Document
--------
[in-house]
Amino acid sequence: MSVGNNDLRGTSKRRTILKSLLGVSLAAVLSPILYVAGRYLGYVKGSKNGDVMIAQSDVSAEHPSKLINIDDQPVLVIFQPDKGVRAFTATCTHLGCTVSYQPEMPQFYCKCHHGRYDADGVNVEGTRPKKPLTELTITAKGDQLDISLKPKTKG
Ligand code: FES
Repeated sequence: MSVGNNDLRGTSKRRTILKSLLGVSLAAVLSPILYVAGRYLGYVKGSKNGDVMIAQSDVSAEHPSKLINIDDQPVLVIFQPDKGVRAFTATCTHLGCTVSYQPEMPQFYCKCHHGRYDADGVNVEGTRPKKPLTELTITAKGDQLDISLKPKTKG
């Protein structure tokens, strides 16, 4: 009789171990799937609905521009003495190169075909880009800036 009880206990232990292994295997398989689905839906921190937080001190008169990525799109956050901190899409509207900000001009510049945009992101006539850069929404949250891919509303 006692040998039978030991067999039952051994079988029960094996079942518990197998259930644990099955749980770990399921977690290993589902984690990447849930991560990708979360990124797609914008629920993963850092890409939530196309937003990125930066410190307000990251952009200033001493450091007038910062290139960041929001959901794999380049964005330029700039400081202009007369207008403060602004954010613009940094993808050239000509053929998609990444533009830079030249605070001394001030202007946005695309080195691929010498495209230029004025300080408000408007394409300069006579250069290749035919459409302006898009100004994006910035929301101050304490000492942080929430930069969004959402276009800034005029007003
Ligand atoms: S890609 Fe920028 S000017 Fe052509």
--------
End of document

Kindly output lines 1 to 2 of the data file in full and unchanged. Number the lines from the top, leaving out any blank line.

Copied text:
[in-house]
Amino acid sequence: MSVGNNDLRGTSKRRTILKSLLGVSLAAVLSPILYVAGRYLGYVKGSKNGDVMIAQSDVSAEHPSKLINIDDQPVLVIFQPDKGVRAFTATCTHLGCTVSYQPEMPQFYCKCHHGRYDADGVNVEGTRPKKPLTELTITAKGDQLDISLKPKTKG